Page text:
Tuesday, February 14, 2012

Wedding Gown Preservation

You said "I do," you're wearing the ring, and now you're back at home, putting away all of your wonderful gifts and rejoicing in your happy day.

But what should you do with your dress? The best case scenario is that you included preservation into your wedding budget. Properly cleaning and preserving your gown will keep it beautiful for a lifetime.

TIP: Include wedding gown preservation on your registry list so guests can give this important wedding step to you as a gift.

What sets Margaret's Legacy Gown Preservation apart from the rest?
Margaret's takes great care when handling, cleaning, and preserving your gown.
  • We thoroughly inspect your gown for stains, wear, age, and oxidation, and then we test inconspicuous beads and trims for cleaning ability.
  • We then carefully pre-treat and hand-wash the gown. We rinse the gown in virgin solvent. Our proprietary anti-sugar treatment prevents latent oxidized stains.
  • We thoroughly inspect your gown and follow up with post-stain removal, if necessary.
  • After post-stain removal, we hand-finish the gown, taking extreme care to maintain the gown's lines, drape, and fabric hand.
  • We then tighten and fix beads and trim.
  • You can make an appointment to inspect your gown before preservation, if desired.
  • We carefully package your gown in an archival-quality box, using acid-free tissue and a cotton muslin liner.
  • Your gown preservation service comes with a lifetime warranty against caramelized sugar stains and yellowing of the gown. Our written international guarantee is backed by the Association of Wedding Gown Specialists. Return your gown to any participating Wedding Gown Specialist to have your gown inspected and pressed at no charge.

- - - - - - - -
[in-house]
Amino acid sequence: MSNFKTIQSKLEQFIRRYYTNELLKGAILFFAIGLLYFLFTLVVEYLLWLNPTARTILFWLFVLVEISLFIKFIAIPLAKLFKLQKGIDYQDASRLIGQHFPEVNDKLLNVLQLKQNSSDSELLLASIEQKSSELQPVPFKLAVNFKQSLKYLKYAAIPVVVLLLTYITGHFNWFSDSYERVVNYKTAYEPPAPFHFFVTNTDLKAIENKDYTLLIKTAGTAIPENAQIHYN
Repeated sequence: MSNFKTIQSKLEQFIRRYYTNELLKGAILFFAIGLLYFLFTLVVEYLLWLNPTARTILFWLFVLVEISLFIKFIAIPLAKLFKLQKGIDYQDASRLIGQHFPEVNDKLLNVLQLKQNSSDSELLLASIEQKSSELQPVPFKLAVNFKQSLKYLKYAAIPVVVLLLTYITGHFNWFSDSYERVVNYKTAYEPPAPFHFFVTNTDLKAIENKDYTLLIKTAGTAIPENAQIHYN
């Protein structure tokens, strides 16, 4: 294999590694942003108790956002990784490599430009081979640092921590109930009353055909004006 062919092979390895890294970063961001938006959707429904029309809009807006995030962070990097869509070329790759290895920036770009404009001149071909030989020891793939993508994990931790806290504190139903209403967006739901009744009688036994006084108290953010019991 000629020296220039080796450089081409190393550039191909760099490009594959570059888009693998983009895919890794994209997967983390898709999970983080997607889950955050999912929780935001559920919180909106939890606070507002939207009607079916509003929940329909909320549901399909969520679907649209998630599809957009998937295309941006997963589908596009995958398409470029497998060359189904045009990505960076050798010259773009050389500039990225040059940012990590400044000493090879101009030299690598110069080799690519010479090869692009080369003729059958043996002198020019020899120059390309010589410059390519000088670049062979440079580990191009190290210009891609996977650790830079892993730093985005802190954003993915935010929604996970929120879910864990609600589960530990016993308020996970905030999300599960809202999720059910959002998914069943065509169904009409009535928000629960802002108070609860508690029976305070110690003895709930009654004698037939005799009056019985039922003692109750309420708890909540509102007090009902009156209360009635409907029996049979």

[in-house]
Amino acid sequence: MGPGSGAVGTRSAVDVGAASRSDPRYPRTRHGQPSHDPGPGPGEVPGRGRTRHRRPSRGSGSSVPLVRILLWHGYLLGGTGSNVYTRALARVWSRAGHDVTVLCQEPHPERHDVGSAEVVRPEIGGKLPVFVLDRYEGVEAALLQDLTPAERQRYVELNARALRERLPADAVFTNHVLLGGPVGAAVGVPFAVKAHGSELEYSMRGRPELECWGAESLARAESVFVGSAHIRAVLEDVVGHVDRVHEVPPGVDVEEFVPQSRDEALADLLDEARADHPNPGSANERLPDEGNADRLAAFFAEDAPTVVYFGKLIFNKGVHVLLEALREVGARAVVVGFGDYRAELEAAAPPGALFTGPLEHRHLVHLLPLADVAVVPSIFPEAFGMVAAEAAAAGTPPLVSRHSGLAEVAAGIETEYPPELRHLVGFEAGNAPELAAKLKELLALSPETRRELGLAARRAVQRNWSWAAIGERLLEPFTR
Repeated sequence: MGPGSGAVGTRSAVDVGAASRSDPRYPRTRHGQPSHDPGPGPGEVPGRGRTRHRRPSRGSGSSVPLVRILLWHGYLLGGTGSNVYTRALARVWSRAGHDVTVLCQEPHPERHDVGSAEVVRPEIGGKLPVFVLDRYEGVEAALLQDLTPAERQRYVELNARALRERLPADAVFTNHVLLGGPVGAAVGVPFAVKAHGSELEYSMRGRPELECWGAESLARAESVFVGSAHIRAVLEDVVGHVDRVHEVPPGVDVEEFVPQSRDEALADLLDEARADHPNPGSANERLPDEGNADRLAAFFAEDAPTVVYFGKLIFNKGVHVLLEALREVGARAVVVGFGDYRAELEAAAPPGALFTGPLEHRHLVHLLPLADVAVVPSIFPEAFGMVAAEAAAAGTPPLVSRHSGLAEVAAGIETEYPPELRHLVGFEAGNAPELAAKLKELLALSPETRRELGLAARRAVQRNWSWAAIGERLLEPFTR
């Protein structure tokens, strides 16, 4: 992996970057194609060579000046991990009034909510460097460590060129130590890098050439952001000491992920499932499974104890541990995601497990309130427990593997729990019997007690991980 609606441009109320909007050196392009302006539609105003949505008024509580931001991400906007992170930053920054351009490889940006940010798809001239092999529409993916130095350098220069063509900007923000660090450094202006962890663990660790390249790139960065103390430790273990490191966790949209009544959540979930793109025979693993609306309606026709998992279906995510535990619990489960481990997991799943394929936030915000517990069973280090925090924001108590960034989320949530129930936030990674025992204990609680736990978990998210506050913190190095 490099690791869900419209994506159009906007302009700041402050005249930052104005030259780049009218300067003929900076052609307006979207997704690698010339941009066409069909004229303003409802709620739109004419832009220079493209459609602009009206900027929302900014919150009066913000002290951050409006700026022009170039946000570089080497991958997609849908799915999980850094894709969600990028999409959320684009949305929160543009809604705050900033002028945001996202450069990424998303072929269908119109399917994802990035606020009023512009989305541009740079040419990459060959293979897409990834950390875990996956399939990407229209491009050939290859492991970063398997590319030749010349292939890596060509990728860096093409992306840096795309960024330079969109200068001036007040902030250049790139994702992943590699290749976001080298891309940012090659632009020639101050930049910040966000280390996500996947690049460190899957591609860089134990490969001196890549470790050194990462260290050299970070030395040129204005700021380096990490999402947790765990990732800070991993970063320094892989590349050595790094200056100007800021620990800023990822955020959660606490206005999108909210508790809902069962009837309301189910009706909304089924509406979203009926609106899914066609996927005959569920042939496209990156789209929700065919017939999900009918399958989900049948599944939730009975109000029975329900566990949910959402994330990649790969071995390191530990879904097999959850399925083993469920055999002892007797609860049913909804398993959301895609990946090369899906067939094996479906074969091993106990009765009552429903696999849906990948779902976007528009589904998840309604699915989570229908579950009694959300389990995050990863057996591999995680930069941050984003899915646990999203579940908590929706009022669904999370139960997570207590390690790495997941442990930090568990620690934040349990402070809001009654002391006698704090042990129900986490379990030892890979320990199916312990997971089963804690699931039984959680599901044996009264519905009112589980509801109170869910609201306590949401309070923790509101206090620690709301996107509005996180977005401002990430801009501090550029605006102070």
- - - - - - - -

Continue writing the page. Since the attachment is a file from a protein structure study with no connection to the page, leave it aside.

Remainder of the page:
• The Association of Wedding Gown Specialists is partners with Carbonfund.org. This partnership presents a higher standard for gown preservation. Carbon emissions generated at each stage of the preservation process will be offset with donations to Carbonfund.org. Donations fund reforestation projects worldwide.
Preservation box at Margaret's
I'm going to have my gown preserved elsewhere. Is there anything I should look out for?
Make sure to interview your prospective preserver.
  • Look out for any box that has plastic: plastic viewing window, plastic bags, or a plastic box. Plastic is chemically unstable and promotes the formation of mold and mildew. Plastic can also cause your gown to yellow over time.
  • Never allow your gown to be packaged in a standard cardboard wedding gown box, as it might contain acid that could damage your gown. Insist on archival-quality materials only.
  • Make sure that your preservationist uses white, acid-free tissue.
  • The claim of "air tight" or "vacuum sealed" is a  myth. You can't vacuum-seal a cardboard box. Air-tight isn't the best way to store fabric over an extended period of time. A sealed box restricts air flow. All fabric, even synthetic, requires adequate air circulation.
  • Be wary if you're told that opening the box will void the warranty. After storing, your gown should be inspected and aired out periodically.
How should I store my preserved gown?
  • Store your gown in a cool, dry, dark area of your house. Avoid areas that hold a lot of excessive moisture and heat, such as the basement or attic. 
  • Inspect your gown every two to three years and refold it to prevent permanent creases, keeping handling to a minimum. Because skin oils can damage the preservation, we include white cotton gloves for you to use while handling your gown. And, as tempting as it is, never try on the gown.
WIN! Enter for a chance to win a FREE wedding gown preservation service. The next drawing is on April 30, 2012!

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